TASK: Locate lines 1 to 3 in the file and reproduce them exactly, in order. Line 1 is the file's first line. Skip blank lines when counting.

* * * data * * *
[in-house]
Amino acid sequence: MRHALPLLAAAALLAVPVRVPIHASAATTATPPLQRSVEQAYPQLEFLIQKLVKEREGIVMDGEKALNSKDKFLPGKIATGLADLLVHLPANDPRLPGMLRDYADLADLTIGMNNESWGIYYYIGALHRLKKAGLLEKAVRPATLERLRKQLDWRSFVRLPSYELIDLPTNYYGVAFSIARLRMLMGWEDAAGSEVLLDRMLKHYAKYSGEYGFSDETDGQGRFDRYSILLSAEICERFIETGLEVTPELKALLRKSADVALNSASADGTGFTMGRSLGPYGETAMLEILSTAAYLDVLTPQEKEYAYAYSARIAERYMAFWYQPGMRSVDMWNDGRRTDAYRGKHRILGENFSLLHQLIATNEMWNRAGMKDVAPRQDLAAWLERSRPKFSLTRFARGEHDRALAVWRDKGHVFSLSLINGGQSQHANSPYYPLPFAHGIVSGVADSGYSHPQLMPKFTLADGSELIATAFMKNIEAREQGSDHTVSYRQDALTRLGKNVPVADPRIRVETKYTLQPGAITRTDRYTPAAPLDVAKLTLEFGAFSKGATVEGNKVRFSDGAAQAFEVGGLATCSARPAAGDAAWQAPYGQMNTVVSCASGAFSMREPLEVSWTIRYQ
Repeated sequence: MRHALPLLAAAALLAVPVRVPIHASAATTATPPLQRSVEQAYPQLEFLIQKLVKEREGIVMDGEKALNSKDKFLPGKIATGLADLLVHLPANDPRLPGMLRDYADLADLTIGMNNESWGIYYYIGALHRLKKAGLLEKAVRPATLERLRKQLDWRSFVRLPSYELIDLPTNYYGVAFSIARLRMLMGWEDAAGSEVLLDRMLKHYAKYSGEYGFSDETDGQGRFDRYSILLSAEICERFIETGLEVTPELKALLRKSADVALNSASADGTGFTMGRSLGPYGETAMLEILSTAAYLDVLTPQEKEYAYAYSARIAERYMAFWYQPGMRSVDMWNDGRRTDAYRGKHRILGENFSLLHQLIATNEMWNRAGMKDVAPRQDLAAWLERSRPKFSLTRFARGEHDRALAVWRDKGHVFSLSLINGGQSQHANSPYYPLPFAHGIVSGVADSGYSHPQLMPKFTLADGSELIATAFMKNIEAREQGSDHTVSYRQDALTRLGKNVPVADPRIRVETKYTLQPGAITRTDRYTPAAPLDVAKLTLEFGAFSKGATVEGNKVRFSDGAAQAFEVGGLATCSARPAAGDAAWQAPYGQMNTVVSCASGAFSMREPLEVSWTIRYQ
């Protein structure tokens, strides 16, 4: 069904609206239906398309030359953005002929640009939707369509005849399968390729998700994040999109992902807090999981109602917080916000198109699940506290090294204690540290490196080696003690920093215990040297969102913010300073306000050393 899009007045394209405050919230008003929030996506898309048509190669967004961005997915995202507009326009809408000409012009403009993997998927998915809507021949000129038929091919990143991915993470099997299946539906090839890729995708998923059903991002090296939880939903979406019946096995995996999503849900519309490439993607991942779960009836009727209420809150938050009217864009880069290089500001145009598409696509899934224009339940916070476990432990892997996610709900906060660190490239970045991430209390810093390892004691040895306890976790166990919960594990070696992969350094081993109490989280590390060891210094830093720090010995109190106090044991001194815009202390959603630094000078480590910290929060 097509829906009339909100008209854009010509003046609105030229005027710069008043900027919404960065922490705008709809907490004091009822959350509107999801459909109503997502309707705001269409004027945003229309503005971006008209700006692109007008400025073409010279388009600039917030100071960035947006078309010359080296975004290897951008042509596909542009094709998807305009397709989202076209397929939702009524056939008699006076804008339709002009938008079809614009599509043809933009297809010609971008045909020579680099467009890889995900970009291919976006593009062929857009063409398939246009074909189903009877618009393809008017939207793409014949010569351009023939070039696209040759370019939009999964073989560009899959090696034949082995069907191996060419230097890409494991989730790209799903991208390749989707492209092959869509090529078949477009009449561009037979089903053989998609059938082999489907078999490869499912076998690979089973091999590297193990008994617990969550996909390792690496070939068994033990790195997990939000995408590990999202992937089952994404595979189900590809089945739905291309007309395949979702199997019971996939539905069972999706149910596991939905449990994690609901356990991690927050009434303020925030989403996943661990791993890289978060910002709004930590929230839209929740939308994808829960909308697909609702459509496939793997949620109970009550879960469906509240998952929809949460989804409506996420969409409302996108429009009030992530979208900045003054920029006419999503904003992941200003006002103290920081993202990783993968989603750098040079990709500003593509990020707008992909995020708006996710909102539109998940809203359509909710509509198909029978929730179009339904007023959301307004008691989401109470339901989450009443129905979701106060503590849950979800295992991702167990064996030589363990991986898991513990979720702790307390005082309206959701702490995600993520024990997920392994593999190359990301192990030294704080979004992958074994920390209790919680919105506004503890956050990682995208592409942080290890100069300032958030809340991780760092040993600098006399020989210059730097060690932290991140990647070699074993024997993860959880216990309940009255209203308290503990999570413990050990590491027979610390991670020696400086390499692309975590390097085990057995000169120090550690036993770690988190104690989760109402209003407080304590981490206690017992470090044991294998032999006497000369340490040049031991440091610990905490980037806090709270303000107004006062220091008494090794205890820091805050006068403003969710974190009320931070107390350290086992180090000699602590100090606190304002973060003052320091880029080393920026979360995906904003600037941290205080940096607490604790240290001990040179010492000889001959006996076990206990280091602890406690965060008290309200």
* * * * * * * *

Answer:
[in-house]
Amino acid sequence: MRHALPLLAAAALLAVPVRVPIHASAATTATPPLQRSVEQAYPQLEFLIQKLVKEREGIVMDGEKALNSKDKFLPGKIATGLADLLVHLPANDPRLPGMLRDYADLADLTIGMNNESWGIYYYIGALHRLKKAGLLEKAVRPATLERLRKQLDWRSFVRLPSYELIDLPTNYYGVAFSIARLRMLMGWEDAAGSEVLLDRMLKHYAKYSGEYGFSDETDGQGRFDRYSILLSAEICERFIETGLEVTPELKALLRKSADVALNSASADGTGFTMGRSLGPYGETAMLEILSTAAYLDVLTPQEKEYAYAYSARIAERYMAFWYQPGMRSVDMWNDGRRTDAYRGKHRILGENFSLLHQLIATNEMWNRAGMKDVAPRQDLAAWLERSRPKFSLTRFARGEHDRALAVWRDKGHVFSLSLINGGQSQHANSPYYPLPFAHGIVSGVADSGYSHPQLMPKFTLADGSELIATAFMKNIEAREQGSDHTVSYRQDALTRLGKNVPVADPRIRVETKYTLQPGAITRTDRYTPAAPLDVAKLTLEFGAFSKGATVEGNKVRFSDGAAQAFEVGGLATCSARPAAGDAAWQAPYGQMNTVVSCASGAFSMREPLEVSWTIRYQ
Repeated sequence: MRHALPLLAAAALLAVPVRVPIHASAATTATPPLQRSVEQAYPQLEFLIQKLVKEREGIVMDGEKALNSKDKFLPGKIATGLADLLVHLPANDPRLPGMLRDYADLADLTIGMNNESWGIYYYIGALHRLKKAGLLEKAVRPATLERLRKQLDWRSFVRLPSYELIDLPTNYYGVAFSIARLRMLMGWEDAAGSEVLLDRMLKHYAKYSGEYGFSDETDGQGRFDRYSILLSAEICERFIETGLEVTPELKALLRKSADVALNSASADGTGFTMGRSLGPYGETAMLEILSTAAYLDVLTPQEKEYAYAYSARIAERYMAFWYQPGMRSVDMWNDGRRTDAYRGKHRILGENFSLLHQLIATNEMWNRAGMKDVAPRQDLAAWLERSRPKFSLTRFARGEHDRALAVWRDKGHVFSLSLINGGQSQHANSPYYPLPFAHGIVSGVADSGYSHPQLMPKFTLADGSELIATAFMKNIEAREQGSDHTVSYRQDALTRLGKNVPVADPRIRVETKYTLQPGAITRTDRYTPAAPLDVAKLTLEFGAFSKGATVEGNKVRFSDGAAQAFEVGGLATCSARPAAGDAAWQAPYGQMNTVVSCASGAFSMREPLEVSWTIRYQ